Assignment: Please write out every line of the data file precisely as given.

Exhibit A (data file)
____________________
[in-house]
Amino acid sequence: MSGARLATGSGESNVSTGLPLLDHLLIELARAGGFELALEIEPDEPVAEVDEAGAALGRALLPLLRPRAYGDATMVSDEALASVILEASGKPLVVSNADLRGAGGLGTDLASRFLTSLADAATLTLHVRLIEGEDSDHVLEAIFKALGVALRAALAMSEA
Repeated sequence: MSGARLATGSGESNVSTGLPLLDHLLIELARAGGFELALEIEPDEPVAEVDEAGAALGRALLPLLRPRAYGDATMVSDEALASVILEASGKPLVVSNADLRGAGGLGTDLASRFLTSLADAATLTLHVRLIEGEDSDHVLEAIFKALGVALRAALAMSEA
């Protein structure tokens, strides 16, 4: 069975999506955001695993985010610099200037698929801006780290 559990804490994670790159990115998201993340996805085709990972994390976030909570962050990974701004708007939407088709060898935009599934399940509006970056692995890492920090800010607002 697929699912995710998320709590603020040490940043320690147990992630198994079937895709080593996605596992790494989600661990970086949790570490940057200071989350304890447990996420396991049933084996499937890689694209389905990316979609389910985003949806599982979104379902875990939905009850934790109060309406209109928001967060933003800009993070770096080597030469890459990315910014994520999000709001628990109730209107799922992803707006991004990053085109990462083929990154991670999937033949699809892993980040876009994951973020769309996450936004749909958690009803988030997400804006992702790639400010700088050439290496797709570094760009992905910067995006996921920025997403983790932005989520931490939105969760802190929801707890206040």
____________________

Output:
[in-house]
Amino acid sequence: MSGARLATGSGESNVSTGLPLLDHLLIELARAGGFELALEIEPDEPVAEVDEAGAALGRALLPLLRPRAYGDATMVSDEALASVILEASGKPLVVSNADLRGAGGLGTDLASRFLTSLADAATLTLHVRLIEGEDSDHVLEAIFKALGVALRAALAMSEA
Repeated sequence: MSGARLATGSGESNVSTGLPLLDHLLIELARAGGFELALEIEPDEPVAEVDEAGAALGRALLPLLRPRAYGDATMVSDEALASVILEASGKPLVVSNADLRGAGGLGTDLASRFLTSLADAATLTLHVRLIEGEDSDHVLEAIFKALGVALRAALAMSEA
């Protein structure tokens, strides 16, 4: 069975999506955001695993985010610099200037698929801006780290 559990804490994670790159990115998201993340996805085709990972994390976030909570962050990974701004708007939407088709060898935009599934399940509006970056692995890492920090800010607002 697929699912995710998320709590603020040490940043320690147990992630198994079937895709080593996605596992790494989600661990970086949790570490940057200071989350304890447990996420396991049933084996499937890689694209389905990316979609389910985003949806599982979104379902875990939905009850934790109060309406209109928001967060933003800009993070770096080597030469890459990315910014994520999000709001628990109730209107799922992803707006991004990053085109990462083929990154991670999937033949699809892993980040876009994951973020769309996450936004749909958690009803988030997400804006992702790639400010700088050439290496797709570094760009992905910067995006996921920025997403983790932005989520931490939105969760802190929801707890206040």